To the Parents Who Were Told Not to Wear Pajamas to School Drop-Off…

parent in PJs
A parent of a child at Skerne Park Academy in England wears pajamas to school drop-off to make a point to the school’s principal. Photo: ITV

This past January, principal (or as they say in England, “headteacher”) Kate Chisolm of Skerne Park Academy, an elementary school in England, sent home a note to parents asking them not to wear pajamas at school drop-off. The note read, in part:

I have noticed there has been an increasing tendency for parents to escort children to and from school while still wearing their pyjamas and, on occasion, even slippers.

Could I please ask that when you are escorting your children, you take the time to dress appropriately in day wear that is suitable for the weather conditions.

We are trying to raise standards and get better outcomes for the children and we noticed a lot of the parents are turning up to school as well as meetings and assemblies wearing pyjamas, if we’re to raise standards it’s not too much to ask parents to have a wash and get dressed.

letter to parents
Photo: ITV

She goes on to say that she’s had “loads of support” from others encouraging her to send such a letter, but a LOT of parents didn’t like it, and Chisholm’s request soon went viral in the U.S. as well as in the U.K.

A Minnesota mom named Jill Hanson told the Star Tribune: “The best moms wear PJs and no makeup. I’m not sure it’s a better example to show kids we care about what we look like when around people. I get it if you have to go into the school to talk to a teacher or something — I’d get dressed for that absolutely. But drop off? No chance.”

And a LOT of people feel the same. My Facebook feed was full up of parents posting a link to the teacher’s letter and saying things like “Hell to the no” and “yoga pants forever”. (Which seriously, if you’re GOING to yoga after school drop-off, BY ALL MEANS.)

However, I don’t think Ms. Chisolm’s request is unreasonable at all. She didn’t ask that you shower. She didn’t ask that you put on makeup. She didn’t ask that you even brush your teeth. All she asked for is “appropriate daywear”. It doesn’t seem to me like taking an extra 30 seconds to pull off those PJs and pull on jeans and a t-shirt should be a big deal.

And yes, I’ve been doing the school drop-off for years. My preschooler’s class starts at seven-freaking-thirty, and I wear DAYWEAR to drop him off every darn day—because he’s worth getting dressed for.

Chisolm says we need to set an example for our kids by getting dressed, and I agree, but I think it goes beyond that. They absolutely need to see that you look modest and appropriate out in public, but they also need to see that you CARE. When you get dressed, you reinforce that you care about yourself and you care about them. Are you going to let them wear PJs to school? No! Then you shouldn’t wear them in public either.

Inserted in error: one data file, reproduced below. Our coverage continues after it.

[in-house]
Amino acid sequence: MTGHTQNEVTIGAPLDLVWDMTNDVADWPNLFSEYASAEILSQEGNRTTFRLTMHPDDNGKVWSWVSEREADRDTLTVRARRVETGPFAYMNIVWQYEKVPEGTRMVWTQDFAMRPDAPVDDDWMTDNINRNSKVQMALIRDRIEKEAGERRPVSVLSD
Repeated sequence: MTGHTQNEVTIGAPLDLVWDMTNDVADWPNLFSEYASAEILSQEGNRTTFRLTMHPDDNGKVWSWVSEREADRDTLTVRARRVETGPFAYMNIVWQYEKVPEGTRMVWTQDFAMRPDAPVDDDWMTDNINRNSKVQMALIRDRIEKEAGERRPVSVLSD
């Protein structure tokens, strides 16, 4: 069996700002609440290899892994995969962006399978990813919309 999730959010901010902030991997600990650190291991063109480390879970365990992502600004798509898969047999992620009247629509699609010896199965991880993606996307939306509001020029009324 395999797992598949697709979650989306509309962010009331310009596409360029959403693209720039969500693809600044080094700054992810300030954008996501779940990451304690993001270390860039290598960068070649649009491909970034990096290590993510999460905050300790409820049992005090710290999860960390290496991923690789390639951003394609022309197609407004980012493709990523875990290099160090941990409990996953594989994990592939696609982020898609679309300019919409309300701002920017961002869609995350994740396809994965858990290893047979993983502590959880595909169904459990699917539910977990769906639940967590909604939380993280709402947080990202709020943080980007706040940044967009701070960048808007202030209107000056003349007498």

Additionally, there are strong studies that suggest that getting dressed affects you psychologically in a positive way. I work from home but I still get dressed in appropriate daywear and do my makeup every day. Why? Well, in part because I’m vain, but in a larger part because I am simply more efficient and effective when I’m dressed. Wearing PJs all day makes me tired and sluggish, and it’s not just my imagination. It’s SCIENCE, y’all!

This article from the New York Times chronicles a study by Kellogg School of Management at Northwestern University. The study, led by professor Adam D. Galinsky, found something quite interesting about the effects of the clothes we wear on our thinking and experiences.

We think not just with our brains but with our bodies, Dr. Galinsky said, and our thought processes are based on physical experiences that set off associated abstract concepts. Now it appears that those experiences include the clothes we wear.

In the study, students were tested on performance and feeling while wearing a white doctor’s coat versus those who did not. The doctor’s coat won out every time, leading Galinsky to say:

“Clothes invade the body and brain, putting the wearer into a different psychological state.”

So, to the parents who were told not to wear pajamas to school drop off:

Get dressed.

And to the parents who weren’t told that but reacted like it was a death sentence from hell:

You get dressed, too.

If you’re not getting out of the car, FINE. Stay in your PJs. But get some CLOTHES ON when you get home.

You’re WORTH it. Your kids are WORTH it.

And I’m just betting that the days you get dressed? You’ll feel a whole lot better about yourself. And get more crap done.

Try it and let me know!



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Jenny Rapson
Jenny Rapson is a follower of Christ, a wife and mom of three from Ohio and a freelance writer and editor. You can find her at her blog, Mommin' It Up, or follow her on Twitter.